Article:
I see patients with general hematological disorders at the VA on
Tuesday afternoons. I have a clinical interest in
myeloproliferative disorders and other bone marrow disorders of the
elderly. In collaboration with Bill Hobbs of the Puget Sound
Blood Center, I run an Adult Sickle Cell Clinic at the Seattle Cancer
Care Alliance on the third Thursday afternoon of the month.
CURRENT RESEARCH INTERESTS
in novel methods in gene and cell therapy.
Our research group is based at the Seattle Division of the VA
Puget Sound Health Care System in the Beacon Hill neighborhood.
Pathogenesis of the classic myeloproliferative disorders.
The discovery of the role of the Jak2V617F mutation in
myeloproliferative disorders (MPDs) helped explain the phenotype of
this class of stem cell disorder. Previous work performed in the
lab of Tony Blau demonstrated the proliferative potential of a
regulatable mpl molecule in human cells to expand human erythroid
precursors. However, with other growth promoting cytokines,
other cell lineages could be expanded. We believe that the
pleiotropic effects of dysregulated Jak2 signaling in the MPDs is
explained by activation of other gene pathways. Using retroviral
gene transfer of the MPD mutations we intend to identify other gene
pathway that play a role in MPD pathogenesis.
Stem cell gene therapy to treat advanced
HIV infection. Treatment for HIV infection are
continually changing in response to the appearance of strains
resistant to standard medications. Genetically engineered immune
cells derived from adult blood stem cells could help rebuild the
immune systems of AIDS patients. We have developed retrovirus
vectors that can enter human blood stem cells and genetically alter
the stem cells so that all cells are protected from HIV
infection. By transplanting AIDS patients with genetically
modified stem cells, an immune system protected from infection can
The virus vectors we have developed are based
on foamy virus, a non human primate virus that has never been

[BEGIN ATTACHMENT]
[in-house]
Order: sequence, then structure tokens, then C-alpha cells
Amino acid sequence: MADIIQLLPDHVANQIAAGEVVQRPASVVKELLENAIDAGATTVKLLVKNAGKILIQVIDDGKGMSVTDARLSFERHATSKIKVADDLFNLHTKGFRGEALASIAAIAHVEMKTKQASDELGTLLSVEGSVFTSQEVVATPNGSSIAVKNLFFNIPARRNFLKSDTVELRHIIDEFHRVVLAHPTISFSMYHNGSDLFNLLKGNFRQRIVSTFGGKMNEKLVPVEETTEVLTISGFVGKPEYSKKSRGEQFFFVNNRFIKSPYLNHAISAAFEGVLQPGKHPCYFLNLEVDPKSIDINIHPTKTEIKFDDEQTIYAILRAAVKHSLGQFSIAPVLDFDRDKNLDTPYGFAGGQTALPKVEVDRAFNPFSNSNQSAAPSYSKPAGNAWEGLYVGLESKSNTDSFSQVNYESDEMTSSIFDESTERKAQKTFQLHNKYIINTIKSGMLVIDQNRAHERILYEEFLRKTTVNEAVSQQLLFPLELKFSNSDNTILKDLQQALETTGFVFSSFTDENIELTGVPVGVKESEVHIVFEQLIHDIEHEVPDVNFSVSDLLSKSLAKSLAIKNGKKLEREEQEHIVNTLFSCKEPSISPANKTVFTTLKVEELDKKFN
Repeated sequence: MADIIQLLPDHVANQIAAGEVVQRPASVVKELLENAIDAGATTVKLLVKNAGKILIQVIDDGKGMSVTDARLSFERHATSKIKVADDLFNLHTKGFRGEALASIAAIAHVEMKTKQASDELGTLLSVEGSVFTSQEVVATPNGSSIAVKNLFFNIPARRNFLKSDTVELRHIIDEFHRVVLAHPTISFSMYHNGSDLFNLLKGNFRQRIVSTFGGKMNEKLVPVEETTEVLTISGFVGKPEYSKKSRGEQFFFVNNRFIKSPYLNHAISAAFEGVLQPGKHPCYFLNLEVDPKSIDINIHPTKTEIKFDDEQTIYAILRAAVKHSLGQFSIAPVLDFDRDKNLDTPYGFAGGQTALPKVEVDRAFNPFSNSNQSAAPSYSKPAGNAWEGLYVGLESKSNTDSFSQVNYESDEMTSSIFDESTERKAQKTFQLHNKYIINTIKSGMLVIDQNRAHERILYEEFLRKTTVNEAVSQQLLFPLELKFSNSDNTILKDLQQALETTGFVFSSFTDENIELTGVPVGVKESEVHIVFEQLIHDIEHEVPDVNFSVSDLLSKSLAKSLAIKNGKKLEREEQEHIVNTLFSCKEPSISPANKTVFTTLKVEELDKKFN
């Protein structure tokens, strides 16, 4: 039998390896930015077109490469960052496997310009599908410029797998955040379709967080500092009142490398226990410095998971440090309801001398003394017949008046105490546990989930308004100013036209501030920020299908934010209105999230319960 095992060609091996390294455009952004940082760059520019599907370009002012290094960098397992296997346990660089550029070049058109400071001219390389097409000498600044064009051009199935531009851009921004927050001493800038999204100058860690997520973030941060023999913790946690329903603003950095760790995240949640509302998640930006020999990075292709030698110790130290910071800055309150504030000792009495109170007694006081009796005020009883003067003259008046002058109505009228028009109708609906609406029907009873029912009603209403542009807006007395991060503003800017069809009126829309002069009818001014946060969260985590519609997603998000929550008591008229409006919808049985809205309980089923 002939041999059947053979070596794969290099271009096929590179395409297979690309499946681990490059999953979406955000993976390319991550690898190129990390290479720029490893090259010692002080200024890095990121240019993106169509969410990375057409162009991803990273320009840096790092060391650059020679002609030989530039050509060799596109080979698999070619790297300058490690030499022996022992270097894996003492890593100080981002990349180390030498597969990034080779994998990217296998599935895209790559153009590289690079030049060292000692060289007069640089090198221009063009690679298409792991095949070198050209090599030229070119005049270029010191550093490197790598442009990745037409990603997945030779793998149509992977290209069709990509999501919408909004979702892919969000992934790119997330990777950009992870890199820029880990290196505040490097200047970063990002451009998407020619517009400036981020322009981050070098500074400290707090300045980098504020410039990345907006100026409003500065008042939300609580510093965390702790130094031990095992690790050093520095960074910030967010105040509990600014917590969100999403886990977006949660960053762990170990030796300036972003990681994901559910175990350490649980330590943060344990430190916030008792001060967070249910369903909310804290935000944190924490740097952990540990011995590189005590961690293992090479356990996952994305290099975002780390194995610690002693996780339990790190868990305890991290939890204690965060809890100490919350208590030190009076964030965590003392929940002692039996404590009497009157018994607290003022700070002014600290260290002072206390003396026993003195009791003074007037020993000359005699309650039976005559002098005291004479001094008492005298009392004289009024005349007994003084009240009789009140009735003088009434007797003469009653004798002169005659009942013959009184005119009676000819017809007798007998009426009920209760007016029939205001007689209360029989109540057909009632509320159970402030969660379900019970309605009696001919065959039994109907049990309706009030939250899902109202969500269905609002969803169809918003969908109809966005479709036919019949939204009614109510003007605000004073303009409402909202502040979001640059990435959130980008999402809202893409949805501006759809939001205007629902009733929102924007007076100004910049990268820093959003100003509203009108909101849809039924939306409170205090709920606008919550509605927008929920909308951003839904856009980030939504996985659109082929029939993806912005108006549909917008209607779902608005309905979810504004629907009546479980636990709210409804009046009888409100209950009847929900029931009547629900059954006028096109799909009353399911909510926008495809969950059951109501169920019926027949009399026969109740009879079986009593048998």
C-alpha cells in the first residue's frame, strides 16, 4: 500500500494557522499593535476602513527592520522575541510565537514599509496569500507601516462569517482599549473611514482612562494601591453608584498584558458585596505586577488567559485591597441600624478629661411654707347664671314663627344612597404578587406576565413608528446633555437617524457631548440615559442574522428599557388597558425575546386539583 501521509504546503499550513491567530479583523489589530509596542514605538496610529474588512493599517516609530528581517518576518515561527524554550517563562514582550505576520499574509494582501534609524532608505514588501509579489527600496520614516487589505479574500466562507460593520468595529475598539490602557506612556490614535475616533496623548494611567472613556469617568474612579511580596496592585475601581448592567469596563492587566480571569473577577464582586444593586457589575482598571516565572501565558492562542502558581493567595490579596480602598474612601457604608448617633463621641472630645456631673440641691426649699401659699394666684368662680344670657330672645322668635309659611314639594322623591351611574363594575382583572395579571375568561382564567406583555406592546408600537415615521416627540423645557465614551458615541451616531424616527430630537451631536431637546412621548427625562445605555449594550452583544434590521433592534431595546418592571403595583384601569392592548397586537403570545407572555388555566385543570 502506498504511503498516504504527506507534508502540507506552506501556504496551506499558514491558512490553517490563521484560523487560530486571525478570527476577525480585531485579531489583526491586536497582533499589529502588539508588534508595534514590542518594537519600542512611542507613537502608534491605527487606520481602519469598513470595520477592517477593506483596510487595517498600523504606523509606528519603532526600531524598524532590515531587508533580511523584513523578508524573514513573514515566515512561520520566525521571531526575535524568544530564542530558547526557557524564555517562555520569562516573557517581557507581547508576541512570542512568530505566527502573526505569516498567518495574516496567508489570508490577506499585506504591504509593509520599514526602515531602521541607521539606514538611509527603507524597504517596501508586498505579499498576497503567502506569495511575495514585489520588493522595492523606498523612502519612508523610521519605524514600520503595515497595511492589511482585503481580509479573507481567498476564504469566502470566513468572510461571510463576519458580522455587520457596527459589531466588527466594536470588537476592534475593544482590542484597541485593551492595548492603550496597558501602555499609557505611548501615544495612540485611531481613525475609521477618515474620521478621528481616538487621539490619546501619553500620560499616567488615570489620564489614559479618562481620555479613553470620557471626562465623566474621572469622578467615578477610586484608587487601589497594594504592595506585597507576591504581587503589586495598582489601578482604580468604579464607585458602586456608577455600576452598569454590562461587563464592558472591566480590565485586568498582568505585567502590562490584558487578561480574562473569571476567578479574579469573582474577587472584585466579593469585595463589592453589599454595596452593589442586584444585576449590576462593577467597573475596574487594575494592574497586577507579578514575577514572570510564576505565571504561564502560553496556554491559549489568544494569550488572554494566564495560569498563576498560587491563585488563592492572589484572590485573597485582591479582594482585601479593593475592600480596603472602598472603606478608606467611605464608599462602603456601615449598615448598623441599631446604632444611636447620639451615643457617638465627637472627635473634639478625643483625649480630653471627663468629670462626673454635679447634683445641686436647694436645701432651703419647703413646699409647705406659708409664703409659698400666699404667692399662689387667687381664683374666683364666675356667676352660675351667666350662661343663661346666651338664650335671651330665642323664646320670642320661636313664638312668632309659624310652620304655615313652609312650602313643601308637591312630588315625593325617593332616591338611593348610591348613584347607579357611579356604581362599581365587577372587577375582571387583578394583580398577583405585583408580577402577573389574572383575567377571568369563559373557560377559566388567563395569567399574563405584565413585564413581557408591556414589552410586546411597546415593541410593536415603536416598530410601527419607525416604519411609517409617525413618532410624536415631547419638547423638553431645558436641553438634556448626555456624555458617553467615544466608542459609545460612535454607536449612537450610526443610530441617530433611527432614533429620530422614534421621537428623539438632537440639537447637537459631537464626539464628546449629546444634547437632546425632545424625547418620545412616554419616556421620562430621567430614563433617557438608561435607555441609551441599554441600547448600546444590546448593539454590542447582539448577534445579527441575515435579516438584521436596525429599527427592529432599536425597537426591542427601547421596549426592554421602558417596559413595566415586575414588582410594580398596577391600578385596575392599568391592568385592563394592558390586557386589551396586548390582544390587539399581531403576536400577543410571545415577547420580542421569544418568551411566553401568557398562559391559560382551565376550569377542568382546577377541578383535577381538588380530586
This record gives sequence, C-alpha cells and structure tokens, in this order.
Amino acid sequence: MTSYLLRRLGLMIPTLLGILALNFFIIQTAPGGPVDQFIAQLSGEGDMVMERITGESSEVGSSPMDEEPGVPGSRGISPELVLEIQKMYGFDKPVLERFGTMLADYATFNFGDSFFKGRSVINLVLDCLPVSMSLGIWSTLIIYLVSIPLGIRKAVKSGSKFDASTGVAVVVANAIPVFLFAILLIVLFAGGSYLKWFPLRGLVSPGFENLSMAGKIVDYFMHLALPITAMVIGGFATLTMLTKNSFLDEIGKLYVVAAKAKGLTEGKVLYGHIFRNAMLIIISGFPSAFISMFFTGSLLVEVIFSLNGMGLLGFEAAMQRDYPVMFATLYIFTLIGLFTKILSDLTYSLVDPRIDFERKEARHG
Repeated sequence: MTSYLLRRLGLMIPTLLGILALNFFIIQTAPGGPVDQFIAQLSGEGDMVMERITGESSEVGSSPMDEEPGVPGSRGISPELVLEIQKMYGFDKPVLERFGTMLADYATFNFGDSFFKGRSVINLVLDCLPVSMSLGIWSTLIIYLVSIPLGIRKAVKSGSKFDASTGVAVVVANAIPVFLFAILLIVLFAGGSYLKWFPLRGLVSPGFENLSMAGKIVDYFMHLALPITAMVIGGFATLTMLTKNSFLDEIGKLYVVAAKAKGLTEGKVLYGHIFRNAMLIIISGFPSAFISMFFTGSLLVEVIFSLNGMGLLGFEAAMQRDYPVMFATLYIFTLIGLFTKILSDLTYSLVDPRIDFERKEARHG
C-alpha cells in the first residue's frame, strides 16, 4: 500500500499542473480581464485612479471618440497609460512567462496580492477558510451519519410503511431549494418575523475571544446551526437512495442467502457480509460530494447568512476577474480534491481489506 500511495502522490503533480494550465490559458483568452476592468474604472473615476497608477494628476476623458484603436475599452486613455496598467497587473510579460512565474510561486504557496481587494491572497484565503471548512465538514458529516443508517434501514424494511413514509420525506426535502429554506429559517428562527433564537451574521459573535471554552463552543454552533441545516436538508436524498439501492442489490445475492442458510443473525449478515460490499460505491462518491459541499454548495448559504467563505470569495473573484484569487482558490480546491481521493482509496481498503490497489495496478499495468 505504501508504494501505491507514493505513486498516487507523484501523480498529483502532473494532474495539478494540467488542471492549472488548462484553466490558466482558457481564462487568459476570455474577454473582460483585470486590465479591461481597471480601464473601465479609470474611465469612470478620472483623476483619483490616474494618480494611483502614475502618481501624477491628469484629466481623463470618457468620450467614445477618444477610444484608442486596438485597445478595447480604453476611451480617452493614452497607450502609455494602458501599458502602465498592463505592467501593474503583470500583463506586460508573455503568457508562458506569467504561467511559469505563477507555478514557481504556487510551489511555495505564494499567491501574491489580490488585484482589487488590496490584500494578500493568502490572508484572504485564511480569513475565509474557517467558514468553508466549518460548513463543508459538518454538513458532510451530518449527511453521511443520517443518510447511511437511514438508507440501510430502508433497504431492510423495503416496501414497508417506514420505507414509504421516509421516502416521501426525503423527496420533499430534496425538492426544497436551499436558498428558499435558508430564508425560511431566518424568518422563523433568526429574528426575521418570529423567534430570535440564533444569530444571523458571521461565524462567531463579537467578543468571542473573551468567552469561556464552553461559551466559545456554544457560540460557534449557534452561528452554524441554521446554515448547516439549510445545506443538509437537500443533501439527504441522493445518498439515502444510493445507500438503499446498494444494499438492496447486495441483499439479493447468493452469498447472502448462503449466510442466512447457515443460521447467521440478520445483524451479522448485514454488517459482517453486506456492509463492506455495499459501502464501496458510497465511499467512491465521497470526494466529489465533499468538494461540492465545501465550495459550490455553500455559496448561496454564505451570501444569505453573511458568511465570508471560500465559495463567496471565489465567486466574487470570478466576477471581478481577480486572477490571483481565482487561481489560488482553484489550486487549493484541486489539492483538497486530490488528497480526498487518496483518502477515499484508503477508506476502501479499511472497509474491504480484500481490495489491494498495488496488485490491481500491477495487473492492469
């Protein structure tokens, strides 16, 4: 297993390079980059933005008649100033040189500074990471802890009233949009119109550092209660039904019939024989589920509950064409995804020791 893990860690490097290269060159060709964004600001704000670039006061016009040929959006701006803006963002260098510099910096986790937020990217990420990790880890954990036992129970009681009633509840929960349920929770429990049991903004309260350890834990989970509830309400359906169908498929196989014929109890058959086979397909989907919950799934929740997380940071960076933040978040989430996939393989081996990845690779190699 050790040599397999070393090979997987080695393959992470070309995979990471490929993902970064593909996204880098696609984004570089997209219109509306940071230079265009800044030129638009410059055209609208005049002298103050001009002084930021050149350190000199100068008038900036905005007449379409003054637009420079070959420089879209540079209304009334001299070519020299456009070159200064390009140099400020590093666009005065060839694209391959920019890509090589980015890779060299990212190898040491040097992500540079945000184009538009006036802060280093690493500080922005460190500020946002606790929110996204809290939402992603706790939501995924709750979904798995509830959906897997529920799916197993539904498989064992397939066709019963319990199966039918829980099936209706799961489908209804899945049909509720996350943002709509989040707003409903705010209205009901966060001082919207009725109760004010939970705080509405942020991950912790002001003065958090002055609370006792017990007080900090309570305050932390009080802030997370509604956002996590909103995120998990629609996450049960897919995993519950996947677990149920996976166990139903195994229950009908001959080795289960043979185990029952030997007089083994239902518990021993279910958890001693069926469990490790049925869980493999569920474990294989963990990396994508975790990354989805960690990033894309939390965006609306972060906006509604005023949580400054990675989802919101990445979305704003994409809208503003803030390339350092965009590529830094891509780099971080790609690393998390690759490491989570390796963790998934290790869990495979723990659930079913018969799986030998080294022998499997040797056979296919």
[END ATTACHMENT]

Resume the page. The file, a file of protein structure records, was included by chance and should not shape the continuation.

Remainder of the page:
associated with a specific disease. A major advantage of this
vector system is its ability to make virus particles in the presence
of anti-HIV genes. This is not the case with other vector
systems in development for this purpose. In fact, when expressed
in a different vector based on lentiviruses, two of the genes in our
anti-HIV vector block the ability to make the vector. We have
been able to high-titer stocks of our anti-HIV vector so that a
clinical trial could be performed. The results of our studies
were published in Molecular Therapy in January 2008. We
are pursuing further studies in anticipation of submitting an
investigational new drug application to the Federal Drug
Richard RE, Wood B, Zeng H, Jin L, Papayannopoulou T, and Blau CA: Expansion of genetically modified primary human hemopoietic cells using chemical inducers of dimerization.
Blood 95:430-6, 2000.
Richard RE, and Blau C: Small molecule directed Mpl signaling can complement growth factors to selectively expand genetically modified cord blood cells.
Stem Cells 21:71-8, 2003.
Richard RE, Weinreich M, Chang KH, Ieremia J, Stevenson MM, Blau CA: Modulating erythrocyte chimerism in a mouse model of pyruvate kinase deficiency.
Blood 103::4432-39, 2004.
Richard RE, de Claro RA, Chien S, Kiem HP, Clackson T, Andrews R, and Blau CA: CID-mediated in vivo selection: heterogeneity among large animal models.
Molecular Therapy, 10(4):730-40, 2004.
Taylor JA, Vojtech L, Bahner I, Kohn DB, Laer DV, Russell DW, and Richard
RE: Foamy virus vectors expressing anti-HIV transgenes
efficiently block HIV-1 replication. Mol. Ther. 16:46-51,